ABIDJAN: After a decade of political and military crisis, the economy of Ivory Coast has taken many setbacks, but the country’s people hope that Sunday’s presidential election will bring an improvement.
"The crisis is not just politico-military, it is also economic and social," stresses the president of the West African country’s chamber of commerce and industry, Jean-Louis Billon, questioned by AFP.
Ivory Coast saw a military putsch in 1999, then a foiled coup bid in 2002 against President Laurent Gbagbo, who was elected two years earlier.
Gbagbo survived and is still head of state, but the country is divided in two, with former rebels of the New Forces in control of the north.
Back in the mid-1980s, the "Ivorian miracle" brought about by the "father of the nation", President Felix Houphouet-Boigny (1960-1993) was hard hit when the prices of essential goods collapsed, notably that of cocoa, of which Ivory Coast is the world’s leading producer.
To face such a challenge, the country ran up debt, before having severe structural adjustment plans, with budget cuts and privatizations, imposed on it by international financial institutions.
Since the rebellion, the Ivorian state has been weakened by political jolts. With the north controlled by the New Forces, export income and taxes from that territory do not go to the state but to the former rebels.
The private sector has not been spared.
"The last 10 years have been catastrophic for the formal sector. We have lost half our companies. From 26,000 firms in 2002, we went down in 2008 to 13, 000," Billon said.
For many Ivorians, the degradation of around 6,500 kilometers (4,000 miles) of tarred road, which once constituted the finest network in West Africa, symbolizes the economic collapse.
Severe power cuts at the beginning of 2010 also made a considerable impact on a country that once prided itself on exporting electricity to other nations of the region.
The Ivory Coast wound up finding itself poor. Between 1985 and 1995, the number of people living in poverty went from 10 to 36.8 percent of the population, according to the UN Development Program.
Then from 2002 to 2008, during the toughest years of crisis marked by the destruction of infrastructure and the displacement of people, poverty increased sharply from 38.4 to 48.9 percent, affecting almost one in every two Ivorians.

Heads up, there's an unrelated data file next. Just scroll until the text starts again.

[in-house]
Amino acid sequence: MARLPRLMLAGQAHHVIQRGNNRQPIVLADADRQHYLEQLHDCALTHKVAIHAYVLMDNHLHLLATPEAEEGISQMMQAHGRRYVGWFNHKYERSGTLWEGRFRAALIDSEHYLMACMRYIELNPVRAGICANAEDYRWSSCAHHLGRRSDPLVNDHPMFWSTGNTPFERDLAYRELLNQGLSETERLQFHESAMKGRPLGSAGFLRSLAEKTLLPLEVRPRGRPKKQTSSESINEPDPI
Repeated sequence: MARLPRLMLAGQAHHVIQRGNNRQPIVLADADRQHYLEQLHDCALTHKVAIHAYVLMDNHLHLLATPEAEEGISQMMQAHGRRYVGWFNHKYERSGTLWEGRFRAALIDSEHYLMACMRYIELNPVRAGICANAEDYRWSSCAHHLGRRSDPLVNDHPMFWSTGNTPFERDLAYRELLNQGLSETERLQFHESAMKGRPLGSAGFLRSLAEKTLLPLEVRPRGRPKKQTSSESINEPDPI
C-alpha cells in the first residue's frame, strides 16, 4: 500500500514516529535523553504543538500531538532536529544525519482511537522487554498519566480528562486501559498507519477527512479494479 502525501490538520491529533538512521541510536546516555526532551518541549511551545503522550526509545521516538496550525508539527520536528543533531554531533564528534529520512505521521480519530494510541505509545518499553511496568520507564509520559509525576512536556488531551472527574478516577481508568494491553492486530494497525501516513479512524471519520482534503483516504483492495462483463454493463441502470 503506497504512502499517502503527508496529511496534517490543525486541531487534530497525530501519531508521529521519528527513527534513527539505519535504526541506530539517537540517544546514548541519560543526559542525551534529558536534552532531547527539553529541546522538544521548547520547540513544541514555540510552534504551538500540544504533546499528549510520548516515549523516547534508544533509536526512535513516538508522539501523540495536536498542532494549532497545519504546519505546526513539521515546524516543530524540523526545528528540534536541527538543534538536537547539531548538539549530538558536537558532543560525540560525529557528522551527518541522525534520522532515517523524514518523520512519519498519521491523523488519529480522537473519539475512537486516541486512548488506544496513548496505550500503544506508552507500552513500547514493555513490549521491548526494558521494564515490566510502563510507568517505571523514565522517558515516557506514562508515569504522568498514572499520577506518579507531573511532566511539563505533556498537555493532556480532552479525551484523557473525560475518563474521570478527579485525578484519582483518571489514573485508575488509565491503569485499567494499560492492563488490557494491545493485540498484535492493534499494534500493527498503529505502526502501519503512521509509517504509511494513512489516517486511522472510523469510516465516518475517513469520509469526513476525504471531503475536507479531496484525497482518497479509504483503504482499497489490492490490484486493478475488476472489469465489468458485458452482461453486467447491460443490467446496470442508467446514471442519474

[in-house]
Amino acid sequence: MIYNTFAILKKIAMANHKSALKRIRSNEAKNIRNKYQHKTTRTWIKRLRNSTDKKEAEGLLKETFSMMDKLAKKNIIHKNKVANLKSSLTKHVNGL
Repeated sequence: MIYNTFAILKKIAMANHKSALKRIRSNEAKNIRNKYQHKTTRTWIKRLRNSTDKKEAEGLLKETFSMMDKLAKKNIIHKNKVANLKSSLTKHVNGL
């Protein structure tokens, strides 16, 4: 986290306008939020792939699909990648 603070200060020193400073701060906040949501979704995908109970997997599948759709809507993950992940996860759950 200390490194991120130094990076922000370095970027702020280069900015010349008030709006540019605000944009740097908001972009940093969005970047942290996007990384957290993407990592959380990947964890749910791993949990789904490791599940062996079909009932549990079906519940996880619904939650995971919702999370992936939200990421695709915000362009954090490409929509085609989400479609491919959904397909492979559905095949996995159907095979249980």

Still the leader of the West African Economic and Monetary Union (UEMAO), Ivory Coast can still hope to recover a stable growth rate because of its solid fundamentals – a restrained budget, control of inflation and economic growth on the increase – which have been commended by foreign partners.
While a sensitive and long-awaited reform of the cocoa sector, which accounts for 40 percent of export income with coffee, has yet to be undertaken, Ivory Coast still outpaces its rivals like Ghana. Rubber plantations are also on the increase.
Oil – officially said to have an output of 50,000 barrels a day – offers other opportunities, as well as the exploitation of untapped resources of iron ore, manganese, nickel and copper.
Finally, having qualified in March 2009 to be treated as one of the Heavily Indebted Poor Countries, Ivory Coast is looking to the presidential poll to speed up its progress towards debt rescheduling or even relief of almost all the debt. Some economic sources believe this could happen in 2011.
"The Ivorian economy is simply waiting for political stability that comes out of the election to get moving again, and the big international companies are waiting for that signal to reinvest," said one expert.